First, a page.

Saturday, April 09, 2016

RhyPiBoMo Week 1

Here are the books I read April 4 -8:











I love QUEEN VICTORIA'S BATHING MACHINE by Gloria Whelan and Nancy Carpenter. The story is really interesting, and I love the fact that a non-fiction story is told in rhyme. And the illustrations are really fun.

MILES OF SMILES by Karen Kaufman Orloff and Luciano Lozano is really cute, too. It's about how a smile goes on a journey and can be a gift to someone else, and that they can pass it on.

CALLING ALL CARS by Sue Fliess and Sarah Beise is a list book. It's for a really young audience, so its rhyme is very simple. The illustrations are SO adorable – very bright with cute animals in different kind of cars – totally fun!

I LOVE DOGS by Sue Stainton and Bob Staake falls into the same category as CALLING ALL CARS. Really simple rhyme and bright, adorable illustrations showing a lot of different types of dogs – I have always loved Bob Staake's illustrations.

MAXI THE LITTLE TAXI by Elizabeth Upton and Henry Cole is a made for a tad older audience and has more of a story and more complex illustrations. There's lots of fun onomatopoeia in this little romp of a story.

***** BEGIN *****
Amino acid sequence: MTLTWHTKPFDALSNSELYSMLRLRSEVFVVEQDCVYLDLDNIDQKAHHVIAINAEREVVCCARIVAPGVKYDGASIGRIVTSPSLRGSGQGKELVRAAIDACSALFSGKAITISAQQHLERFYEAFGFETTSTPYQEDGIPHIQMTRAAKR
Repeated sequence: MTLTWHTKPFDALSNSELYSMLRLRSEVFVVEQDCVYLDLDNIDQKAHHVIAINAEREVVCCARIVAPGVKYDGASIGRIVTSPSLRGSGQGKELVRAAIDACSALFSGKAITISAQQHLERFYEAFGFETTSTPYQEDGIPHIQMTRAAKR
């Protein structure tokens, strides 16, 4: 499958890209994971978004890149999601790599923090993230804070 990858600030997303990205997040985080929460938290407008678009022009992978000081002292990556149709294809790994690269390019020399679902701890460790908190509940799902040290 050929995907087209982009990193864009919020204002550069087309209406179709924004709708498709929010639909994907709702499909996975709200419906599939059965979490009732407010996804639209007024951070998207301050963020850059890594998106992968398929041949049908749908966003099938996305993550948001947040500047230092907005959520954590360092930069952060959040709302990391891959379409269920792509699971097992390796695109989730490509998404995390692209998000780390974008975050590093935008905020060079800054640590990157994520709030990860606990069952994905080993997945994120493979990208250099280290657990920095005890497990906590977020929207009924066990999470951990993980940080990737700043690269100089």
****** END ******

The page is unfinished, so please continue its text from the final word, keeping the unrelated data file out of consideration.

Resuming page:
THE SNATCHABOOK by Helen and Thomas Docherty came in a really close second for my favorite for the week. This one has the most complex story and rhyming scheme. Love the little Snatchabook creature!

SNOWMEN AT NIGHT by Caralyn and Mark Buehner is a fun story about the secret lives of snowmen. The lighting in the illustrations are luminous.

HAPPY BIRTHDAY DEAR DUCK by Eve Bunting and Jen Brett is a cumulative story – his friends give him gifts and I like how it unfolds into a big party.

MOOSE TRACKS by Karma Wilson and Jack E. Davis is a silly, fun story.


PARIS UP, UP AND AWAY by H̩lene Druvert is a very interesting book РI saw it at Barnes & Noble, and it was the only one of this book there. The story is cute, nothing special (the Eifel Tower is a character and I really don't like that here) but what's so interesting about it is its illustrations.
 It is full of really beautiful cut paper illustrations made out of black or white intricate papers. I would be afraid that kids would destroy the delicate cut-paper pages.
I found some photos of some of the inside pages on Amazon to show you a little of its beauty:



2 comments:

Dayne Sislen said...

Love the cut-out silhouette artwork in the "Paris Up, Up and Away" book. If I had little kids or younger grand kids I would probably selfishly hide the book just for my personal viewing pleasure.

Adults love children's books too.

Redheaded Stepchild said...

I would, too Dayne! the artwork is delicately beautiful.